Dickie:    This is funny. Well, it wasn't so funny at the time but now looking back I guess it was. See, he kept fucking telling Louie, Neat, Neat, Neat, like Louie's hearing impaired or something. And now Louie's looking like he's gonna blow. Exasperated, I think would be the word.
AHO:     I believe so. Louie is the bartender and he is exasperated understanding the drink order?
Dickie:    Yeah. And it then moved to the Whats, a sure sign that Louie's gonna blow. What, do I look like a slob or something? What, you worried I'm gonna spill your whiskey? What the fuck, what you trying to say here with this neat bullshit? Louie, I say finally after the kid don't straighten Louie out on his own, he don't want no ice in his drink, that's what, you fucking moron. The kid was bright enough to give him a good tip and not look at him for awhile. Just drink and shut the fuck up.
AHO:     And was that the pinnacle of the boy's evening?
Dickie:    Pinnacle? You trying for a literary award or something here?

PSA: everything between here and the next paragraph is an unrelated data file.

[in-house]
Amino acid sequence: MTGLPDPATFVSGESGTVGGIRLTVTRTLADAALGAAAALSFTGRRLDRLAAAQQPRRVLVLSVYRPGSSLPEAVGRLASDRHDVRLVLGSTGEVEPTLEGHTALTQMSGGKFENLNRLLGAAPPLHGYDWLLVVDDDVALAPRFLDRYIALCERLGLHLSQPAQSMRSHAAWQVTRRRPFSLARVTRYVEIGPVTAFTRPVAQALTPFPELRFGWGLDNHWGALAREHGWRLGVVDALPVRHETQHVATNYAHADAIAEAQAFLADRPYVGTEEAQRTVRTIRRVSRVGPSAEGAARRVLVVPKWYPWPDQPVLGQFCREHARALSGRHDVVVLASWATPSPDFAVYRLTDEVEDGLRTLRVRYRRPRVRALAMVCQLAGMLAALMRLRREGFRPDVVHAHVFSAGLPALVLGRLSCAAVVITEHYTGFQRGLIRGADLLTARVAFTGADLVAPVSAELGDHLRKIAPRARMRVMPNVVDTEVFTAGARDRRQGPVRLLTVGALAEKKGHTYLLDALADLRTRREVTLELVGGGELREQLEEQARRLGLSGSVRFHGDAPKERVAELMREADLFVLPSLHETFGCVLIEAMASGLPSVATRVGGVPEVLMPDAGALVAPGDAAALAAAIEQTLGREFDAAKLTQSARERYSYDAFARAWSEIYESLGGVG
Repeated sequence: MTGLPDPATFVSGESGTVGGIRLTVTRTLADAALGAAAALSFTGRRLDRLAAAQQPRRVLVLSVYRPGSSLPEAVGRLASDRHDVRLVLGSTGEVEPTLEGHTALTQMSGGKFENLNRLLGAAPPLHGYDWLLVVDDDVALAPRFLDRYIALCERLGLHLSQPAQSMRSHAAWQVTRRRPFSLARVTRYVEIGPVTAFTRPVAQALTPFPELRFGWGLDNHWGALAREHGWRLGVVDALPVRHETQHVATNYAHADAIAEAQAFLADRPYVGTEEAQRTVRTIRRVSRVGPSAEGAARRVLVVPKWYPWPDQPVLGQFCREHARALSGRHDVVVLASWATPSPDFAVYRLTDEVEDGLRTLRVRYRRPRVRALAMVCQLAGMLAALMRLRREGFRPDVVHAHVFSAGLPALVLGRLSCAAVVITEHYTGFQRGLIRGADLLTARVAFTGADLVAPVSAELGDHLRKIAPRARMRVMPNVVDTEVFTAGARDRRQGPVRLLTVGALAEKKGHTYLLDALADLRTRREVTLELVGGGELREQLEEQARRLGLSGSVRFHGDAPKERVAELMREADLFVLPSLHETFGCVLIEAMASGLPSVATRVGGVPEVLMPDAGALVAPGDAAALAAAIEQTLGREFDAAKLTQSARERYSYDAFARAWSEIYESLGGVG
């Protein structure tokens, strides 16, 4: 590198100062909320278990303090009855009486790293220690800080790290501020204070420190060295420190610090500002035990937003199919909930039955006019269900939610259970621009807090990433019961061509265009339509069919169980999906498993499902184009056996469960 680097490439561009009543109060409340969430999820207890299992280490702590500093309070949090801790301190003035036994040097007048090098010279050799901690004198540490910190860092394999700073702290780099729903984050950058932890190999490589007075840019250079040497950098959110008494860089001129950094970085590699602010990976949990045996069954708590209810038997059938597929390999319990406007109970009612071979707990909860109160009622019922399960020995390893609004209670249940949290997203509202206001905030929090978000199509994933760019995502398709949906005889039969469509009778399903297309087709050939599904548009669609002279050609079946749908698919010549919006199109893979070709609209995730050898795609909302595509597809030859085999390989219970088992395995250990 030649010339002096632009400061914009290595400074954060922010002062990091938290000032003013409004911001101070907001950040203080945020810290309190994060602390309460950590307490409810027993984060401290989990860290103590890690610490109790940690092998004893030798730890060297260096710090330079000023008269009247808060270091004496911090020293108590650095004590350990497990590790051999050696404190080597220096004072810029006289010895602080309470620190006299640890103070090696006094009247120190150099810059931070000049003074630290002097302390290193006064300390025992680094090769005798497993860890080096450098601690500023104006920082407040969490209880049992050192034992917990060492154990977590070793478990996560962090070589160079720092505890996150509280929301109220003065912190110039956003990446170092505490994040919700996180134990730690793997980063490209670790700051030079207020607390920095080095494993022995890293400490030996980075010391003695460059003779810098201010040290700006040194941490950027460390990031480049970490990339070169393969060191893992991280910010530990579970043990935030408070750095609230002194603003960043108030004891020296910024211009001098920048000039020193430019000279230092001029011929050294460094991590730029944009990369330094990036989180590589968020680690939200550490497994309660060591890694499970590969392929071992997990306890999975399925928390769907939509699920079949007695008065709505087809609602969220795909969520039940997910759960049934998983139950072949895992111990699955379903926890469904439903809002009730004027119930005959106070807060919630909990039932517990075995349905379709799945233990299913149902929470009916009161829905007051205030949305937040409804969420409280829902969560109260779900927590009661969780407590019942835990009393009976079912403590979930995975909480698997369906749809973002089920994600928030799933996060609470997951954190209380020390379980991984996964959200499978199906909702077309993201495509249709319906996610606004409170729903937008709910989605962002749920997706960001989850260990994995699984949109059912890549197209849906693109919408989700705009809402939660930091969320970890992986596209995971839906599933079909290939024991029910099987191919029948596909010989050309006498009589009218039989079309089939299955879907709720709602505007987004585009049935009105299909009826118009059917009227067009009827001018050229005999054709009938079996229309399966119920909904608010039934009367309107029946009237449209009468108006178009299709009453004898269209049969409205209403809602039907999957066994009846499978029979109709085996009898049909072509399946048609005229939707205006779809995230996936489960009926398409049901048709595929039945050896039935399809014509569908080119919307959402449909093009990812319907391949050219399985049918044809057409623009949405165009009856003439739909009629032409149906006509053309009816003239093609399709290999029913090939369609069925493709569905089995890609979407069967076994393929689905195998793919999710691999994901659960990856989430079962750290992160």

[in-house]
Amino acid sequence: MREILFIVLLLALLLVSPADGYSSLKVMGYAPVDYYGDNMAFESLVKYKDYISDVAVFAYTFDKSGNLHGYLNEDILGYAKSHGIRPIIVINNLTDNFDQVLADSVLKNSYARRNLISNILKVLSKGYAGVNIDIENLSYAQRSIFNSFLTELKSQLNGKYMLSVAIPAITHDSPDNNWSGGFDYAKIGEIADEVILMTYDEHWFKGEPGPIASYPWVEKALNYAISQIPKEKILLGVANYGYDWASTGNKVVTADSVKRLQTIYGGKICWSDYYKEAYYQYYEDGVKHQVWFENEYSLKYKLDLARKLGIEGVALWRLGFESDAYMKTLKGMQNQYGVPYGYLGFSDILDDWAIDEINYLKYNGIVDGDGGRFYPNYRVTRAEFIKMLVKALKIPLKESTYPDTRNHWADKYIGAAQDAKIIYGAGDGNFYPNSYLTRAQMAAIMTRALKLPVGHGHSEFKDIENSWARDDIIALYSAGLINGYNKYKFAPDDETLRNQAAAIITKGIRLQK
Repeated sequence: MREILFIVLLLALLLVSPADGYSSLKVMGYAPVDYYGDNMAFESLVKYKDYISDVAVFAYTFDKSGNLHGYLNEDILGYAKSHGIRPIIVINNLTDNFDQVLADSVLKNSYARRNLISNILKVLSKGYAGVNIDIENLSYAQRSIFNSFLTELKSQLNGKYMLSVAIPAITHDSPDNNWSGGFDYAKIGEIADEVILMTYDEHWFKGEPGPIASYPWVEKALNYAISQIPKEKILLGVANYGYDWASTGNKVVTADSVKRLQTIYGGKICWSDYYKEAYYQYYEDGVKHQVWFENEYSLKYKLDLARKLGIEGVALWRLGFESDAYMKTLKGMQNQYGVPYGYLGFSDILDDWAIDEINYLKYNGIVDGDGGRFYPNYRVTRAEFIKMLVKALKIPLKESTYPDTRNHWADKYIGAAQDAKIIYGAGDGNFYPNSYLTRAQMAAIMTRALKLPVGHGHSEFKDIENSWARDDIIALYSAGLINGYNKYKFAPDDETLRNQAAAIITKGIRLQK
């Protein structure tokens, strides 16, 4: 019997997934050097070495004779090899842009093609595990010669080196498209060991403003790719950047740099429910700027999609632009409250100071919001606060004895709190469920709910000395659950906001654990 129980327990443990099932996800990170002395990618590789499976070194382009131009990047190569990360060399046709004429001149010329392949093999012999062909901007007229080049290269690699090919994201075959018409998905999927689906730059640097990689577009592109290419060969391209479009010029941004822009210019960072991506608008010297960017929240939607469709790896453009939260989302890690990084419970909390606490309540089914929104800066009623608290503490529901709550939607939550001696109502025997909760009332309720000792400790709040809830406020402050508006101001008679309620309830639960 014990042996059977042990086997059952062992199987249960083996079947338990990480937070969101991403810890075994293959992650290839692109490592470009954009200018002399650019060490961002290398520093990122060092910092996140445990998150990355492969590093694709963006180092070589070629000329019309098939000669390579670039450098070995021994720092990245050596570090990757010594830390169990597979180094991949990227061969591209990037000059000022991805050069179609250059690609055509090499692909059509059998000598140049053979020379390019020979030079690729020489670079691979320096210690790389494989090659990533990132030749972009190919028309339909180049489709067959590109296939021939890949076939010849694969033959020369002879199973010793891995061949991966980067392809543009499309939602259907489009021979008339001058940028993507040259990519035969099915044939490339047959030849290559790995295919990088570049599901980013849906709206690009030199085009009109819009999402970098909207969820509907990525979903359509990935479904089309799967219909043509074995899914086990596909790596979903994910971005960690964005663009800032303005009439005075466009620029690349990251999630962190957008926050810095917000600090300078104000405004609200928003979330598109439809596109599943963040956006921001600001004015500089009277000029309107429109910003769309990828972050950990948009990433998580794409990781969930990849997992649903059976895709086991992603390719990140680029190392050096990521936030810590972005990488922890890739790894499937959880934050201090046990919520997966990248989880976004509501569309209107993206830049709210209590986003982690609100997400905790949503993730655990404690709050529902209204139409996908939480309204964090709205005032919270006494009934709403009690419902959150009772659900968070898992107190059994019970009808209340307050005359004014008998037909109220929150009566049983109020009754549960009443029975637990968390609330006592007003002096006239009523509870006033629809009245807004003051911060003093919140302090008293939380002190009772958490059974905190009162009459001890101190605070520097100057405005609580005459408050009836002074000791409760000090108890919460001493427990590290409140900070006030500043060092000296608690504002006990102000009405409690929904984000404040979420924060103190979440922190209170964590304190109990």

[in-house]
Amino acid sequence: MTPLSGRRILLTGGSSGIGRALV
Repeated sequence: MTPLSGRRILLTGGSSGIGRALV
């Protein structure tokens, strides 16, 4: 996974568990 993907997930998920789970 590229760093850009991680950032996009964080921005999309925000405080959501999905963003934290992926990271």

AHO:     In the many interviews I've conducted it seems that often the first details volunteered are the most memorable. What else happened?
Dickie:    Kid sat and drank and minded his business. He seemed to be thinking or wishing on someplace else.
AHO:     That's odd.
Dickie:    Odd? I would give you a good fucking crack if you were here in front of me.
AHO:     Why?
Dickie:    For being a stupid fuck, that's why.
AHO:     Please explain. If you would. For the readership.
Dickie:    This aint hard. They come to Dickie's to be someplace else, to be someone else. What's so odd about someone sitting at my bar wishing they didn't have to?
AHO:     I see your point. So the boy didn't partake in the ladies or the gambling?
Dickie:    I didn't say that. I said pretty much.
AHO:     Well, tell us the rest of it.
Dickie:    He got it all. Once he got a little whiskey in him and snapped the fuck out of it he got busy doing what you're supposed to do at Dickie's.
AHO:     Can you expand on that.